The Hyun-Jin Ryu the Dodgers dreaded seeing, the suddenly hittable version, had already surfaced Thursday at Chase Field when the disconcerting reality was hammered home in the fifth inning of their 11-5 loss to the Arizona Diamondbacks.
The left-hander had quickly gotten two outs. Two weeks ago, before a precipitous slide generated concerns about his gas tank and stained his Cy Young resume, Ryu would have slammed the door shut. But, suddenly, a different Ryu has materialized to throw a wrench in the Dodgers’ season. This Ryu gave up five consecutive two-out hits and three runs and didn’t survive the inning. He left having allowed a season-high-tying seven runs on a season-high-tying 10 hits over 4 2/3 innings.
“They seemed to be thinking more about contact rather than something big,” Ryu said through interpreter Bryan Lee. “Along the process, they were able to get some soft hits as well as some of the hard-hit balls, which made it difficult for me.”
Three of the five game-changing two-out hits in the fifth inning were products of soft contact, suggesting luck was not on Ryu’s side. The results still resonated.
For nearly five months, Ryu smoothly wiggled out of the few jams he confronted and was nearly untouchable with runners in scoring position. Over his first 22 starts, he posted a league-best 1.45 earned-run average and 0.95 WHIP. He held opponents to a .221 batting average. He allowed more than two runs once. He was the best pitcher in the National League, if not the majors, a bona-fide ace to top a World Series contender’s rotation.
But Ryu has stumbled mightily in his last three outings. He’s given up 18 runs on 25 hits across 14 2/3 innings — good for an 11.05 ERA. He’s allowed seven runs in each of his last two starts and four in the other. The Dodgers are 0-3 in the games.
“I think the hitters’ approach in general has caught up to how I used to pitch so I think there is a need for a change from my end to get ahead in the game again,” Ryu said. “I think that’s one change that has to come.”
He exited Thursday with 157 1/3 innings pitched this season, his most logged since 2014. This week he insisted he was not fatigued, but Dodgers manager Dave Roberts said the team plans on either skipping Ryu’s turn in the rotation or shortening one of his starts in September to lessen his workload before the postseason.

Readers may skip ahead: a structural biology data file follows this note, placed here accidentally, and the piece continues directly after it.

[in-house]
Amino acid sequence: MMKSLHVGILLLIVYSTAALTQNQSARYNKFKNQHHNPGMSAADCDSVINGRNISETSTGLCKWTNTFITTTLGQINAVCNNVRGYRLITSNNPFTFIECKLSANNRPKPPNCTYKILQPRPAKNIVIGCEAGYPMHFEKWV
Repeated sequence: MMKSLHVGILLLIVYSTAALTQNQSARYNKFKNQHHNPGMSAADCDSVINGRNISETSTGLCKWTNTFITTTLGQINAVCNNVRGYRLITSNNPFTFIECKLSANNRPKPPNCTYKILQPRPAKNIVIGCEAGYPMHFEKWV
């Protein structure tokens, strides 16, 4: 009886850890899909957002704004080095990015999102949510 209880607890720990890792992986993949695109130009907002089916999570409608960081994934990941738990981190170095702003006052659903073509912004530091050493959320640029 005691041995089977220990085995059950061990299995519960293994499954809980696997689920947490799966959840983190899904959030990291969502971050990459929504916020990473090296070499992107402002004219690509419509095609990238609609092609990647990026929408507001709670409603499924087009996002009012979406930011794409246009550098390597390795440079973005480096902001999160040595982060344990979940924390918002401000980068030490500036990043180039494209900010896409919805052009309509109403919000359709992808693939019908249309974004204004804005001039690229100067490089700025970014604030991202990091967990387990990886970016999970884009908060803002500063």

After Thursday’s game, however, Roberts insisted he doesn’t believe fatigue is the root of Ryu’s ails. He pointed to his sustained velocity. He said he believes slight command trouble is the source. He added Ryu will make his next start.
“There was certainly bad luck in there but I think that, overall, it’s just one of those where he’s just off,” Roberts said.
Adam Kolarek relieved Ryu and secured the final out before further damage was inflicted, but the Dodgers’ hopes of a comeback, always high for a club wielding one of the sport’s best offenses, diminished in the sixth inning. Joe Kelly allowed consecutive hits to the begin his appearance before Eduardo Escobar slammed a three-run home run.
The Diamondbacks’ outburst soiled A.J. Pollock’s (sort of) return to Chase Field. Thursday was not the first time Pollock was a visitor. The Dodgers center fielder was with his club in Arizona earlier after spending his first seven major-league seasons as a Diamondback, but he was on the injured list then. Thursday marked his first game at his old stamping grounds.
To commemorate the occasion, the Diamondbacks readied a video tribute and played it on the videoboard before the start of the second. The footage, however, apparently malfunctioned. The moment got awkward. A camera frantically panned to an unsuspecting Dodgers dugout. Pollock emerged for a bashful acknowledgment.
On the field, the Diamondbacks dared Pollock to beat them. Twice the Diamondbacks intentionally walked Cody Bellinger with first base unoccupied to get to Pollock.
The strategy backfired in both instances. In the third inning, after Justin Turner had lined a two-run double, Pollock worked a bases-loaded walk against right-hander Merrill Kelly to give Los Angeles a 3-0 lead.
In the fifth, he lofted a single to right to load the bases again. Corey Seager followed with a sacrifice fly to tie the score at four. That was it for the Dodgers’ offense until Turner’s home run in the ninth.
The Diamondbacks had tallied four in the fourth before finishing their knockout of Ryu with their two-out blitz in the fifth. He was pulled after giving up a single to Carson Kelly with his 93rd pitch. His ERA, 1.45 three starts ago, has been inflated to 2.35, still best in the majors but by a small margin, one that is shrinking by the start.
“I don’t think my command was as bad as the last two games that I pitched,” Ryu said. “But I guess, result-wise, it wasn’t there for me.”